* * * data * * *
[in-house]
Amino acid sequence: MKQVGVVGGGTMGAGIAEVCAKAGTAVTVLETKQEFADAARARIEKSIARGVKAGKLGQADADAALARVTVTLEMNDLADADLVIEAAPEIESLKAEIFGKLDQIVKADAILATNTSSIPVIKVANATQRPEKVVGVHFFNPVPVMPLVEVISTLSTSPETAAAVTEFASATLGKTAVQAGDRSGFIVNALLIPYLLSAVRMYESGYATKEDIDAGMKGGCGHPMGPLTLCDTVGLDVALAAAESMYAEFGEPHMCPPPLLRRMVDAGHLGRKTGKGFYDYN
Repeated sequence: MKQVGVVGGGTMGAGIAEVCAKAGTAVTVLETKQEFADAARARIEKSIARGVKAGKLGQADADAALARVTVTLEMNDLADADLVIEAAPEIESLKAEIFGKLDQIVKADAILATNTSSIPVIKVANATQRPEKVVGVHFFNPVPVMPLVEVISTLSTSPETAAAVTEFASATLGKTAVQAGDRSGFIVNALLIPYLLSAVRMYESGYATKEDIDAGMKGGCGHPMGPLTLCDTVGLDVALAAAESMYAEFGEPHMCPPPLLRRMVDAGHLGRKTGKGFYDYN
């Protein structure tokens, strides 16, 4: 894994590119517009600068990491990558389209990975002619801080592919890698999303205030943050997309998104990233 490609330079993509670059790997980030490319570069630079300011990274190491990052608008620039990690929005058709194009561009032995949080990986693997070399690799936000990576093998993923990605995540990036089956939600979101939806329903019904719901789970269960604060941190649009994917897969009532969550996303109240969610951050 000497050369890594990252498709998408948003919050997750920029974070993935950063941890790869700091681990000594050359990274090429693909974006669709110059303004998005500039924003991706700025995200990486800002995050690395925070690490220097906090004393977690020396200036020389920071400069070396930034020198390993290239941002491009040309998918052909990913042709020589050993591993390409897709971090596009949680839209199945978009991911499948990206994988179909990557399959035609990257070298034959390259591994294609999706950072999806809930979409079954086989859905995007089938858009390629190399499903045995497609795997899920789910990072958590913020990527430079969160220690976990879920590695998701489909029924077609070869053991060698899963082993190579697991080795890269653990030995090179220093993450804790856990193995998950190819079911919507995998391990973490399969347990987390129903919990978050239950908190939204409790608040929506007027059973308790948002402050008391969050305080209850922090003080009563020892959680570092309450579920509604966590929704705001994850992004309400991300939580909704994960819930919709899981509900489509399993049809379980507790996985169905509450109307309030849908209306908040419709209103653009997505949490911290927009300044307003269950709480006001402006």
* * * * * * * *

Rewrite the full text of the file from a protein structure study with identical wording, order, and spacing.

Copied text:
[in-house]
Amino acid sequence: MKQVGVVGGGTMGAGIAEVCAKAGTAVTVLETKQEFADAARARIEKSIARGVKAGKLGQADADAALARVTVTLEMNDLADADLVIEAAPEIESLKAEIFGKLDQIVKADAILATNTSSIPVIKVANATQRPEKVVGVHFFNPVPVMPLVEVISTLSTSPETAAAVTEFASATLGKTAVQAGDRSGFIVNALLIPYLLSAVRMYESGYATKEDIDAGMKGGCGHPMGPLTLCDTVGLDVALAAAESMYAEFGEPHMCPPPLLRRMVDAGHLGRKTGKGFYDYN
Repeated sequence: MKQVGVVGGGTMGAGIAEVCAKAGTAVTVLETKQEFADAARARIEKSIARGVKAGKLGQADADAALARVTVTLEMNDLADADLVIEAAPEIESLKAEIFGKLDQIVKADAILATNTSSIPVIKVANATQRPEKVVGVHFFNPVPVMPLVEVISTLSTSPETAAAVTEFASATLGKTAVQAGDRSGFIVNALLIPYLLSAVRMYESGYATKEDIDAGMKGGCGHPMGPLTLCDTVGLDVALAAAESMYAEFGEPHMCPPPLLRRMVDAGHLGRKTGKGFYDYN
């Protein structure tokens, strides 16, 4: 894994590119517009600068990491990558389209990975002619801080592919890698999303205030943050997309998104990233 490609330079993509670059790997980030490319570069630079300011990274190491990052608008620039990690929005058709194009561009032995949080990986693997070399690799936000990576093998993923990605995540990036089956939600979101939806329903019904719901789970269960604060941190649009994917897969009532969550996303109240969610951050 000497050369890594990252498709998408948003919050997750920029974070993935950063941890790869700091681990000594050359990274090429693909974006669709110059303004998005500039924003991706700025995200990486800002995050690395925070690490220097906090004393977690020396200036020389920071400069070396930034020198390993290239941002491009040309998918052909990913042709020589050993591993390409897709971090596009949680839209199945978009991911499948990206994988179909990557399959035609990257070298034959390259591994294609999706950072999806809930979409079954086989859905995007089938858009390629190399499903045995497609795997899920789910990072958590913020990527430079969160220690976990879920590695998701489909029924077609070869053991060698899963082993190579697991080795890269653990030995090179220093993450804790856990193995998950190819079911919507995998391990973490399969347990987390129903919990978050239950908190939204409790608040929506007027059973308790948002402050008391969050305080209850922090003080009563020892959680570092309450579920509604966590929704705001994850992004309400991300939580909704994960819930919709899981509900489509399993049809379980507790996985169905509450109307309030849908209306908040419709209103653009997505949490911290927009300044307003269950709480006001402006």